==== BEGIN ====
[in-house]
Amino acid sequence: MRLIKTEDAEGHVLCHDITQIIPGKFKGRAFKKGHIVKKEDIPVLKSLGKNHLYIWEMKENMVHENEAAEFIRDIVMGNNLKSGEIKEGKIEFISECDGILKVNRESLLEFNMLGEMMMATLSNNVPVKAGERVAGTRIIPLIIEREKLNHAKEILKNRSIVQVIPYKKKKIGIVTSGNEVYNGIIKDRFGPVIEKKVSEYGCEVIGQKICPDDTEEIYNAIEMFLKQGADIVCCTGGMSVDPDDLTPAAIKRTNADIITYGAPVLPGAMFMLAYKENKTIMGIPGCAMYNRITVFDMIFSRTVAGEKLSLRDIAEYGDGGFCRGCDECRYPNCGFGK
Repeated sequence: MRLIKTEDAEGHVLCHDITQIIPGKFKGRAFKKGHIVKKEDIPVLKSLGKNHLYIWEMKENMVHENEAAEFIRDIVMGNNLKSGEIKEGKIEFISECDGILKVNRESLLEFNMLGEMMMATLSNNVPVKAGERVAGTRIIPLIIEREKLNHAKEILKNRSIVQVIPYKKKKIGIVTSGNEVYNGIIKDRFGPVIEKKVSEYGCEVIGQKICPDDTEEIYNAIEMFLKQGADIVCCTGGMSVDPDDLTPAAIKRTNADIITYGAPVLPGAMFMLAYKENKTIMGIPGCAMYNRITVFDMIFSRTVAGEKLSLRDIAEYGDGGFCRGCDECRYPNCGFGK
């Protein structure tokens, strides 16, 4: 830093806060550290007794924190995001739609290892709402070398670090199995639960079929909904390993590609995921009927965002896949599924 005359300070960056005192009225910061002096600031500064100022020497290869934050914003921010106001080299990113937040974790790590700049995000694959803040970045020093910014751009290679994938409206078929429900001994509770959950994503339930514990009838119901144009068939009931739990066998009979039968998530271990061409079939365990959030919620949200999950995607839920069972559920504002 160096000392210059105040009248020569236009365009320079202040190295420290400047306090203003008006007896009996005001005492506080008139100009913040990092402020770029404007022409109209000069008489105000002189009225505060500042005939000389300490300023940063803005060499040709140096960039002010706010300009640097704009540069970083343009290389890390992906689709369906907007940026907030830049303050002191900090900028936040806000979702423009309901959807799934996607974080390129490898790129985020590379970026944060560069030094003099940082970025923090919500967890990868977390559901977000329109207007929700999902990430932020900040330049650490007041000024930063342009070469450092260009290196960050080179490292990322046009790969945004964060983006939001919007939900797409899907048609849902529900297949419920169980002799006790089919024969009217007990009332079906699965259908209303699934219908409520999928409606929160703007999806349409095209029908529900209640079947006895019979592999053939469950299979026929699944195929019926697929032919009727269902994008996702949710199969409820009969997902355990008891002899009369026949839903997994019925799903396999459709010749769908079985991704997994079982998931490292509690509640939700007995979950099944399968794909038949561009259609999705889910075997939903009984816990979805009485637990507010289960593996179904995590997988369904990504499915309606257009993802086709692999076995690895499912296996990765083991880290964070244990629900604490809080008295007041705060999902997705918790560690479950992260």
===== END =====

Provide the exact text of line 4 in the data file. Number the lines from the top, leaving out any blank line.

């Protein structure tokens, strides 16, 4: 830093806060550290007794924190995001739609290892709402070398670090199995639960079929909904390993590609995921009927965002896949599924 005359300070960056005192009225910061002096600031500064100022020497290869934050914003921010106001080299990113937040974790790590700049995000694959803040970045020093910014751009290679994938409206078929429900001994509770959950994503339930514990009838119901144009068939009931739990066998009979039968998530271990061409079939365990959030919620949200999950995607839920069972559920504002 160096000392210059105040009248020569236009365009320079202040190295420290400047306090203003008006007896009996005001005492506080008139100009913040990092402020770029404007022409109209000069008489105000002189009225505060500042005939000389300490300023940063803005060499040709140096960039002010706010300009640097704009540069970083343009290389890390992906689709369906907007940026907030830049303050002191900090900028936040806000979702423009309901959807799934996607974080390129490898790129985020590379970026944060560069030094003099940082970025923090919500967890990868977390559901977000329109207007929700999902990430932020900040330049650490007041000024930063342009070469450092260009290196960050080179490292990322046009790969945004964060983006939001919007939900797409899907048609849902529900297949419920169980002799006790089919024969009217007990009332079906699965259908209303699934219908409520999928409606929160703007999806349409095209029908529900209640079947006895019979592999053939469950299979026929699944195929019926697929032919009727269902994008996702949710199969409820009969997902355990008891002899009369026949839903997994019925799903396999459709010749769908079985991704997994079982998931490292509690509640939700007995979950099944399968794909038949561009259609999705889910075997939903009984816990979805009485637990507010289960593996179904995590997988369904990504499915309606257009993802086709692999076995690895499912296996990765083991880290964070244990629900604490809080008295007041705060999902997705918790560690479950992260």